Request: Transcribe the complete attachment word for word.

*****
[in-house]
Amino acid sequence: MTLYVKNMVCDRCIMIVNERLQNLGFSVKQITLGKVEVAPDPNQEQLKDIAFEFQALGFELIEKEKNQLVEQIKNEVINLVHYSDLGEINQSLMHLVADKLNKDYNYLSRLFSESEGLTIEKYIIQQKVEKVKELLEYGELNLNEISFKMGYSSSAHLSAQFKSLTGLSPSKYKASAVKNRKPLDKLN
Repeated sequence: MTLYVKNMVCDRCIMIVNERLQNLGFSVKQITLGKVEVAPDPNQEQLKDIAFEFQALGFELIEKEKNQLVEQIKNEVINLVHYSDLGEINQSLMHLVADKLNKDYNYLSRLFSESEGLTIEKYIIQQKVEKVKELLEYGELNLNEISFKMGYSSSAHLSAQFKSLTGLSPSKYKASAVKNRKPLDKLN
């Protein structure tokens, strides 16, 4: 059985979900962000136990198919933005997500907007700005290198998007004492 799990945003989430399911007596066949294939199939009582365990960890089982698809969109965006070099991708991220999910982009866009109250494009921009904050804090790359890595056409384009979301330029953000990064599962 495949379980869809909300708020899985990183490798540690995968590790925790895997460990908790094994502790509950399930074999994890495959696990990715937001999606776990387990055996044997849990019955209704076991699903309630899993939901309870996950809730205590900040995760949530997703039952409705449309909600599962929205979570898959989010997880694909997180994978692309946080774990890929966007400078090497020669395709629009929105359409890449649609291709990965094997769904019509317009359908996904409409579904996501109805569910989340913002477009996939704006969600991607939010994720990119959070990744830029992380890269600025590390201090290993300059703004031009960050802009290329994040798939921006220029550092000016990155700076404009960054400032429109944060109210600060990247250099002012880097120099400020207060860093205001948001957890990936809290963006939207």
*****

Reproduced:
[in-house]
Amino acid sequence: MTLYVKNMVCDRCIMIVNERLQNLGFSVKQITLGKVEVAPDPNQEQLKDIAFEFQALGFELIEKEKNQLVEQIKNEVINLVHYSDLGEINQSLMHLVADKLNKDYNYLSRLFSESEGLTIEKYIIQQKVEKVKELLEYGELNLNEISFKMGYSSSAHLSAQFKSLTGLSPSKYKASAVKNRKPLDKLN
Repeated sequence: MTLYVKNMVCDRCIMIVNERLQNLGFSVKQITLGKVEVAPDPNQEQLKDIAFEFQALGFELIEKEKNQLVEQIKNEVINLVHYSDLGEINQSLMHLVADKLNKDYNYLSRLFSESEGLTIEKYIIQQKVEKVKELLEYGELNLNEISFKMGYSSSAHLSAQFKSLTGLSPSKYKASAVKNRKPLDKLN
């Protein structure tokens, strides 16, 4: 059985979900962000136990198919933005997500907007700005290198998007004492 799990945003989430399911007596066949294939199939009582365990960890089982698809969109965006070099991708991220999910982009866009109250494009921009904050804090790359890595056409384009979301330029953000990064599962 495949379980869809909300708020899985990183490798540690995968590790925790895997460990908790094994502790509950399930074999994890495959696990990715937001999606776990387990055996044997849990019955209704076991699903309630899993939901309870996950809730205590900040995760949530997703039952409705449309909600599962929205979570898959989010997880694909997180994978692309946080774990890929966007400078090497020669395709629009929105359409890449649609291709990965094997769904019509317009359908996904409409579904996501109805569910989340913002477009996939704006969600991607939010994720990119959070990744830029992380890269600025590390201090290993300059703004031009960050802009290329994040798939921006220029550092000016990155700076404009960054400032429109944060109210600060990247250099002012880097120099400020207060860093205001948001957890990936809290963006939207």